Heritage, tourism, and the untold secrets of Colombo
The iDiscover Colombo Map and App promises it all!
A city guide unlike most others, iDiscover Colombo – an illustrated neighbourhood map – unveils the layers of the city through the eyes and experiences of its people.
Launched on Saturday, 17 November, in the cool interior of the Grecian-styled, Botanik Rooftop Bistro and Bar, the release promises the discovery of “hidden gems, insider secrets, and untold stories of the past and present” within the city.
Traversing four urban hotspots – Fort, Pettah, Slave Island, and Cinnamon Gardens – both the app and map allows users to (re)discover the burgeoning metropolis in a truly immersive manner.
Commencing with a brief introduction to the architectural history of the Colombo Fort area, the event also featured an insightful panel discussion and a brief Q&A with the audience.
Displaying detailed city plans of the Fort Area from as early as the 16th Century, Varuna de Silva from the Sri Lanka Institute of Architects shared unique insights with a spellbound audience. Briefly diving into an etymological exposition of the name “Colombo”, the architect shared that one such theory is that the Dutch named the area after the famous explorer, Columbus.
With pictographic evidence, Varuna then outlined the changes to the Colombo Fort over the years. Stating that the area closely resembled the Galle Fort in the early 20th Century, he then proceeded to comment on the development the locale had experienced in the recent past.
Noting with disapproval that the “map of Colombo has really gotten distorted over the past few years”, he expressed displeasure over the landmarks lost in the heat of development. Speaking of the historic Lalchands building on Chatham Street – the only building on the avenue that displayed real Dutch heritage prior to its demolition – the architect concluded his presentation with a resonant call to protect architectural monuments.
The itinerary then featured a brief talk by the founder of iDiscover, Ester van Steekelenburg.
Introducing the work of her organisation, the Dutch native explained that their aim is to make heritage and culture relevant for younger generations – to make them “connect with old stuff and with older generations and stakeholders”.
Speaking about the map of Colombo, which will soon be sold locally, Ester carefully pointed out that this is no ordinary travel guide. Referring to local involvement in this process, the guide is an experience-based exploration of Colombo, curated by locals and the Colombo Heritage Collective.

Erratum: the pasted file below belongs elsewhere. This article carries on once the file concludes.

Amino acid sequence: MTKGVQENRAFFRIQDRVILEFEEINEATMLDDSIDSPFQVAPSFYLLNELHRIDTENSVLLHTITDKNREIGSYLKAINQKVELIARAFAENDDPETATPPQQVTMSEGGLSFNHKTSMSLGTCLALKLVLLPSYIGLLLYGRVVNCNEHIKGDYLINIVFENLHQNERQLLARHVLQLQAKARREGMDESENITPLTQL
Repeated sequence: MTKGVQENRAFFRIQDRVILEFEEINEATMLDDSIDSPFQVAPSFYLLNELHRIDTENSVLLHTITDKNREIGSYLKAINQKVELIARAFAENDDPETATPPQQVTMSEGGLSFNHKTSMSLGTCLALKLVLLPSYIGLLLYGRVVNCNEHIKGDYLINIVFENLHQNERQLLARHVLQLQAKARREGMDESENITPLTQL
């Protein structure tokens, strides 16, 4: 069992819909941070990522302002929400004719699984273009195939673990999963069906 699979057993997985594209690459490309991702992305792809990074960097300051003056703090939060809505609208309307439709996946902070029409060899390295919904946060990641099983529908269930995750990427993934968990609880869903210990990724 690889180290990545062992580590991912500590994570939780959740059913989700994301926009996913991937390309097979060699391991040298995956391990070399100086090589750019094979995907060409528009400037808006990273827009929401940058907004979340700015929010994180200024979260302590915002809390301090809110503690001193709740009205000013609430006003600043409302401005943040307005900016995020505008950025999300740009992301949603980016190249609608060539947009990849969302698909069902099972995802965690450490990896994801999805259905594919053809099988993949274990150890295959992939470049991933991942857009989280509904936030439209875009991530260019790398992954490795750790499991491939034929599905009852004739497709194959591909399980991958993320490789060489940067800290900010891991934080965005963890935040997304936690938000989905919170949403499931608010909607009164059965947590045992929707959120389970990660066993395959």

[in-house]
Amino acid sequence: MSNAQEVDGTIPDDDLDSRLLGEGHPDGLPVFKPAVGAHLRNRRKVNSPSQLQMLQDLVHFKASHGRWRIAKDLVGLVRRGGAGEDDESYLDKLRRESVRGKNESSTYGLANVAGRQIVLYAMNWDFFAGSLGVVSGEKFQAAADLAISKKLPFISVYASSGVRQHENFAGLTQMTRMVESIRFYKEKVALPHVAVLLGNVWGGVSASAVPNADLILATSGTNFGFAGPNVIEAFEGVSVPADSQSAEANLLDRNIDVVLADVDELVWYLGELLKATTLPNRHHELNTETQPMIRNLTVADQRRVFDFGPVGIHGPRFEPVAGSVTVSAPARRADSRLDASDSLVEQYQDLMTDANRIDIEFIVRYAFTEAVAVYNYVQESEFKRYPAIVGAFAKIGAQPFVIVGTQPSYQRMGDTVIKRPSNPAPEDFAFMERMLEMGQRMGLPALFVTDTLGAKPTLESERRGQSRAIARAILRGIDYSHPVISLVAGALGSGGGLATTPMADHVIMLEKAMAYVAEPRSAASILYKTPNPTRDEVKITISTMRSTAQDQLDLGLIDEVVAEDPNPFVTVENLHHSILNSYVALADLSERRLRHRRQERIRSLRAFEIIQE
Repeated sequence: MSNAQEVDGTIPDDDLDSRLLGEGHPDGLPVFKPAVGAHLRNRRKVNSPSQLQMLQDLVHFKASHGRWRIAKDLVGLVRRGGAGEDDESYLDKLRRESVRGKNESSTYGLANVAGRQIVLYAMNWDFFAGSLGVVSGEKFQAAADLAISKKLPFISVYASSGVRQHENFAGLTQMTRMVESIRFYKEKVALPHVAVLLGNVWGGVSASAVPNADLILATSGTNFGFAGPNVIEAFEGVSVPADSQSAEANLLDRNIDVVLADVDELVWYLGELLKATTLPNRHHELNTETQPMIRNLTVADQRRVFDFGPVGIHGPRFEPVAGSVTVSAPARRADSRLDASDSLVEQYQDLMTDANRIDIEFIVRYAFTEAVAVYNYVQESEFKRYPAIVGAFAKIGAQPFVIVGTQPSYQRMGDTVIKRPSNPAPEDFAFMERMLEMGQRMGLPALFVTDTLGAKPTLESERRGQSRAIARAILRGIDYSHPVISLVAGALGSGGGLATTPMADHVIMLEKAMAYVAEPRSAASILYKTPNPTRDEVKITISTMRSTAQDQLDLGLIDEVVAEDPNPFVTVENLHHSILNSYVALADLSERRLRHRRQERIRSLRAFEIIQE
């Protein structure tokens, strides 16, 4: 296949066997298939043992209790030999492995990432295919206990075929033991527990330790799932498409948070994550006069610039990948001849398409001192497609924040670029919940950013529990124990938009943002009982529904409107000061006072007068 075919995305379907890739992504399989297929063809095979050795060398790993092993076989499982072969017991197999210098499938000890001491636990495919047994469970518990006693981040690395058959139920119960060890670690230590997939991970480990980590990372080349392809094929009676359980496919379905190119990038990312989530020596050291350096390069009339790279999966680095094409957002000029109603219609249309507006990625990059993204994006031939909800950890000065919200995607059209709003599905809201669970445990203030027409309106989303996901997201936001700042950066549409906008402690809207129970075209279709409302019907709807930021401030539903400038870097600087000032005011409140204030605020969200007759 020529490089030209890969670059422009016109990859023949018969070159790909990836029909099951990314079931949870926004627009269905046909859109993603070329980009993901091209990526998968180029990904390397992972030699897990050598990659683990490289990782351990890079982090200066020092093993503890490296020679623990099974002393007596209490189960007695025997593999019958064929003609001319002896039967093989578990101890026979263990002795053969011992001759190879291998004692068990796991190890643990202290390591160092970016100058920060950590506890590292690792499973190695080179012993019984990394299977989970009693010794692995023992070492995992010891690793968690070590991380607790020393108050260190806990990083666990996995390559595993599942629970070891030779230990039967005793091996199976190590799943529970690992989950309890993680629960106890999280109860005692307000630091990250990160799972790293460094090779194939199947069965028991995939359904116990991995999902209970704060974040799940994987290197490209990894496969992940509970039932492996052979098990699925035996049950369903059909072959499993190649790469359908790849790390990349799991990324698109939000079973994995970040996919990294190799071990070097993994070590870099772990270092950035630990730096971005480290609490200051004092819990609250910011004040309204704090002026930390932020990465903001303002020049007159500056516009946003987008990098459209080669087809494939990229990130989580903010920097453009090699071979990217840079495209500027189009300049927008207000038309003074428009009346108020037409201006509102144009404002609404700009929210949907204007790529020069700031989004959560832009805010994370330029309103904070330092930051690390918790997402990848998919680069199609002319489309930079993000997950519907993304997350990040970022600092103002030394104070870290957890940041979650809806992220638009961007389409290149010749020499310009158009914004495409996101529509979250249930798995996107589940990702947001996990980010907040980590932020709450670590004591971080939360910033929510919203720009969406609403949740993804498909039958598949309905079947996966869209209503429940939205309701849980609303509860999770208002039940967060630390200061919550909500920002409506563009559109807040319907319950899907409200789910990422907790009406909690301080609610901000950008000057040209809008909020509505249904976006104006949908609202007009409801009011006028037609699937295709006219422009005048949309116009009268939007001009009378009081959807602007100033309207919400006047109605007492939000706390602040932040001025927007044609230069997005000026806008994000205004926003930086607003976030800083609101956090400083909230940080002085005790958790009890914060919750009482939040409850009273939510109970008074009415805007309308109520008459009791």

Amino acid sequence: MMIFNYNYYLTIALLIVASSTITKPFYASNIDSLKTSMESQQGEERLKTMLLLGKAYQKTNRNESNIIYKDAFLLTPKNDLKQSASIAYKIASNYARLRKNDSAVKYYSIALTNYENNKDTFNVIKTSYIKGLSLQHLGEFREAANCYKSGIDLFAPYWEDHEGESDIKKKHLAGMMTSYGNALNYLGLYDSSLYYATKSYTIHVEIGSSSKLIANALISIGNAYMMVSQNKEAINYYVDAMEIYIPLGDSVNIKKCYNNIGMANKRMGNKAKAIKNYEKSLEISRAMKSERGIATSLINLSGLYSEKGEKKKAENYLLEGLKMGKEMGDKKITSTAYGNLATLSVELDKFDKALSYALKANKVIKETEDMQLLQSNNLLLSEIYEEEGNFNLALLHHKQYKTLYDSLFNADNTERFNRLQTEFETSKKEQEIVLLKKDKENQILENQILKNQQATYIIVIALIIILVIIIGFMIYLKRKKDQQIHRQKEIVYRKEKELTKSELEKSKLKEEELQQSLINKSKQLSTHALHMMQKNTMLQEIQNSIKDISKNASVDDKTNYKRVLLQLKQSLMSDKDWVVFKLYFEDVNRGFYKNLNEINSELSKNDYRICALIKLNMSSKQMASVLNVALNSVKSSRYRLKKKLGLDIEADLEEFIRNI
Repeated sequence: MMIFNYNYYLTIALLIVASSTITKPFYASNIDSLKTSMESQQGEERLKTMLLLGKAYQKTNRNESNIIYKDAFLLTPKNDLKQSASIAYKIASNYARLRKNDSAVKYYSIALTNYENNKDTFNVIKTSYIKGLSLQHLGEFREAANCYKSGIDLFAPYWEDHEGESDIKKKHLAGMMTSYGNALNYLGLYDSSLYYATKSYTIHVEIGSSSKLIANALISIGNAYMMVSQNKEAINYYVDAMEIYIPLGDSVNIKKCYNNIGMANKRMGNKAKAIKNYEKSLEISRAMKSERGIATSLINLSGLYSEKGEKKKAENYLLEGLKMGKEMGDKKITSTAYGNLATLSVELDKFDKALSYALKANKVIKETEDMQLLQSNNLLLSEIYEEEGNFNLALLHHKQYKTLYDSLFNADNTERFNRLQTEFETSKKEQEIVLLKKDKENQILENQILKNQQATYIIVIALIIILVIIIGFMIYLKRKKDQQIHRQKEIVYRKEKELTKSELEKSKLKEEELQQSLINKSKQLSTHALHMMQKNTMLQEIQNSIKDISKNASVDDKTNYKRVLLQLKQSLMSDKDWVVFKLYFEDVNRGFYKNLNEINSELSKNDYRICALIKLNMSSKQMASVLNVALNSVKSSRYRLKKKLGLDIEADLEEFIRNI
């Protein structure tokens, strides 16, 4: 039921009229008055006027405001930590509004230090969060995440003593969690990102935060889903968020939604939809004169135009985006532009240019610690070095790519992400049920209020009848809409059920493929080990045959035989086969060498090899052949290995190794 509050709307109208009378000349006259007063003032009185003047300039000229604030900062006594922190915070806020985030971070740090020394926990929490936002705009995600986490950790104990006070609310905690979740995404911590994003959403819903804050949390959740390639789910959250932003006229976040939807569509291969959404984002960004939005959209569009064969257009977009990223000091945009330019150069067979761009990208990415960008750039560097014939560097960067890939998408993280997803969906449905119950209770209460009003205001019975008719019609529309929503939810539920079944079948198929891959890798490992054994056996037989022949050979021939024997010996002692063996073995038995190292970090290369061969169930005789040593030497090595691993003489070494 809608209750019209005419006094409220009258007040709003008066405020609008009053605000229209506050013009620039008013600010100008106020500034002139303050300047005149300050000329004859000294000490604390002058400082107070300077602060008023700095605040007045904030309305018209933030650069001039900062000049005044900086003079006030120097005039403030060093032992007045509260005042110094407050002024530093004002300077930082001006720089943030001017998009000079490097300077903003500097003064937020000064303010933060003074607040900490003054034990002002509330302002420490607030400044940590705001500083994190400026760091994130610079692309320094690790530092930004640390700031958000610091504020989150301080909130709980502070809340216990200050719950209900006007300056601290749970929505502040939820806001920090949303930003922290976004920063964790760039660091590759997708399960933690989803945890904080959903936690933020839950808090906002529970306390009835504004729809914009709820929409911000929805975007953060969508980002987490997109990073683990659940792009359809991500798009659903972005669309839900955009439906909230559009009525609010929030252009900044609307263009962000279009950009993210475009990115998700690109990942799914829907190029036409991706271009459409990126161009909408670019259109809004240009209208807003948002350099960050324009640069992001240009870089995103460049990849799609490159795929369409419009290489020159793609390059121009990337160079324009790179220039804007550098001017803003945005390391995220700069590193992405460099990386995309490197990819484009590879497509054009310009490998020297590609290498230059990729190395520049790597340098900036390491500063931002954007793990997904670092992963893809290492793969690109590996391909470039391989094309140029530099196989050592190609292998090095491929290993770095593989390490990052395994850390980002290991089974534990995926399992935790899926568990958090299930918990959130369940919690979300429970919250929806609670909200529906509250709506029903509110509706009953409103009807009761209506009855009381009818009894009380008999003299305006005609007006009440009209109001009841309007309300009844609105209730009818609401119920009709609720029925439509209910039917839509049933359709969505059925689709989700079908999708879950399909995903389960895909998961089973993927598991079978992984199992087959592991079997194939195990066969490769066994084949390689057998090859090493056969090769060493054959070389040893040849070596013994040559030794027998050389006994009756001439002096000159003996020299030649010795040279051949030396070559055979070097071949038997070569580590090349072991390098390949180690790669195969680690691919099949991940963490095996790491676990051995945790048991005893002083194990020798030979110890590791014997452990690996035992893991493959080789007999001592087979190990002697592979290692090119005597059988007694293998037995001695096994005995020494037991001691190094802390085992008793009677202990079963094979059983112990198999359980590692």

In the process of gathering information, individuals in the four areas outlined above, were asked questions which probed their recollections, fondest memories, and favourite places. The map, therefore, highlights locations that have a place in the hearts and culture of locals.
Comprising a collection of untold stories, both the app and map can now be found online.
Following Ester’s presentation, moderator Hasti Tarekat – the Founder of Heritage Hands On – dove into a panel discussion which comprised contributors to the map-making process. Here, Halik Azeez and Kesara Ratnavibhushana were the main participants.
Speaking about their experiences in contributing to this project, unique insights from this discussion arose – one of which was that conservation may not be a goal shared by all.
This is because, as Halik pointed out, the perception on heritage and conservation may differ from person to person, owing in large part to the difference in social and cultural backgrounds.
Kesara also shared that the kind of photography he oversaw wasn’t understood by many of his subjects. This meant that he had to encounter many questions about the project from weary locals.
Ester, who was also on the panel, was then asked about her impression of Colombo as a visitor. Stating with warmth that the city has many layers, she also remarked that in areas like Pettah and Slave Island, there’s so much history that’s “not visible to the eye, if you don’t know where to look”.
Concluding the discussion, Hasti asked the panellists whether heritage had a future. In responding, Halik admitted it was a difficult question to answer.
Stating that there is significant gentrification in the inner Colombo area, which is populated by predominantly low-income neighbourhoods, these locales have been replaced by high-rises through a sort of violent change.
Concluding on the note that there is a nostalgic reaction to losing culture and history, the photojournalist, more commonly known through his Instagram handle @colombedouin, noted ironically, that while colonial forces tore down local cities and built their own, these are the very things we now consider a part of our heritage.
While the launch event concluded, thereafter, guests and all those in the area were invited to a photographic exhibition which allowed a glimpse into the lives of local men and women.
Facebook: i-Discover App&Map
By Archana Heenpella
Photos: Indika Handuwala